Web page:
Science Fair Project Encyclopedia
|Design:||Queen Elizabeth II,|
in early summer
on an ice floe
"Toonie" is the unofficial name for Canada's two-dollar coin; it is a portmanteau word combining the number "two" with the name of the loonie, Canada's one-dollar coin. In Canadian French it is known as a polar.
Introduced in 1996, the toonie is a bi-metallic coin which bears an image of a polar bear, by Campbellford, Ontario artist Brent Townsend , on the reverse. The obverse, like all other Canadian coins, has a portrait of the Queen. Spelling is far from standardized, and "twonie" is still not uncommon.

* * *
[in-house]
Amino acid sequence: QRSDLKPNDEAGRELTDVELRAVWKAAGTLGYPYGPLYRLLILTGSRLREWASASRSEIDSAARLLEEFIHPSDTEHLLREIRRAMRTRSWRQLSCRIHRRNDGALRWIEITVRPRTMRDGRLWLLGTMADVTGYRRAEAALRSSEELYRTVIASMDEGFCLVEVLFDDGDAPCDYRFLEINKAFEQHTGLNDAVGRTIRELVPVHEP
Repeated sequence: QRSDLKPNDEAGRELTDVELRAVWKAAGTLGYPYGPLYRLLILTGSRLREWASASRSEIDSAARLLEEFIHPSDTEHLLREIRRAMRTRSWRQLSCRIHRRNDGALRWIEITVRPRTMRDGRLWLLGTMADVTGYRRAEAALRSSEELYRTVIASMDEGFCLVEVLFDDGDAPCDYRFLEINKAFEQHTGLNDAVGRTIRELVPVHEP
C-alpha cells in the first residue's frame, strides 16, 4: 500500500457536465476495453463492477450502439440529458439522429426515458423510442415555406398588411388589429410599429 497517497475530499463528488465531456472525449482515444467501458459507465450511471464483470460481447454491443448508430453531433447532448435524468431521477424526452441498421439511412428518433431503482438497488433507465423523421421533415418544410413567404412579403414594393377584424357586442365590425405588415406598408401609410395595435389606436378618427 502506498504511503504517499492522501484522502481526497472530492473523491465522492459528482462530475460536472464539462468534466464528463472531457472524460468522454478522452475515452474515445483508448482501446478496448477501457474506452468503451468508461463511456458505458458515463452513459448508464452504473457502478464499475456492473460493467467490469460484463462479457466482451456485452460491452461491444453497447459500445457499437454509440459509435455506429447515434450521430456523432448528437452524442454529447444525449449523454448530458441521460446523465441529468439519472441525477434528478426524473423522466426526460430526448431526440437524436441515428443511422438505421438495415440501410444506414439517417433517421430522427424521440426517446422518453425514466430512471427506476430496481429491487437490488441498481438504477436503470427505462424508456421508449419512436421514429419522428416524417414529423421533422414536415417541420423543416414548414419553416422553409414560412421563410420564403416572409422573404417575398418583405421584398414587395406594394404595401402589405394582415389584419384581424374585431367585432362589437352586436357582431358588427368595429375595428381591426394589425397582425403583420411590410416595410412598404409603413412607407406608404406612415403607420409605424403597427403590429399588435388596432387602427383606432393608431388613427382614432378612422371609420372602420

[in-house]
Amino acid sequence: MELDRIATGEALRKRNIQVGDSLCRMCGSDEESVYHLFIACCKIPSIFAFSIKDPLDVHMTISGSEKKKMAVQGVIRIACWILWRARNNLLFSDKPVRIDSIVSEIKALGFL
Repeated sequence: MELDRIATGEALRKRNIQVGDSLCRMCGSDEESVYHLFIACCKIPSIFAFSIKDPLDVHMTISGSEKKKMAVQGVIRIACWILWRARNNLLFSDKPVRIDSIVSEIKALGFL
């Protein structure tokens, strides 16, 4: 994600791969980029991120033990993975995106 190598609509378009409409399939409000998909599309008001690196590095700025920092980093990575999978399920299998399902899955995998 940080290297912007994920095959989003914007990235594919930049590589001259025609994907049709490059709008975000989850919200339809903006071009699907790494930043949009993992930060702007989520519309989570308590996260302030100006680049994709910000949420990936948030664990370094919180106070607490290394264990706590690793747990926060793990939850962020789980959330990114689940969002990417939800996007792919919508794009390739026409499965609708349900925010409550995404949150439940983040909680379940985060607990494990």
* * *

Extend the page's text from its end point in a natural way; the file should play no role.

When the coin was introduced a number of nicknames were suggested. Runners up included the 'bearly', the 'deuce' and the 'doubloonie'. A joke refers to the coin as 'The Queen with the Bear Behind', and thus the 'moonie'. Another joke poked fun at the then-poor Canadian dollar to American dollar exchange rate by suggesting that the coin be called 'an American dollar'.
Despite the name being unofficial, the Government of Canada uses "toonie" in its Newcomer's Guide.
- Past and present designs of reverse side
- Past and present technical specifications
- Past and present mintages
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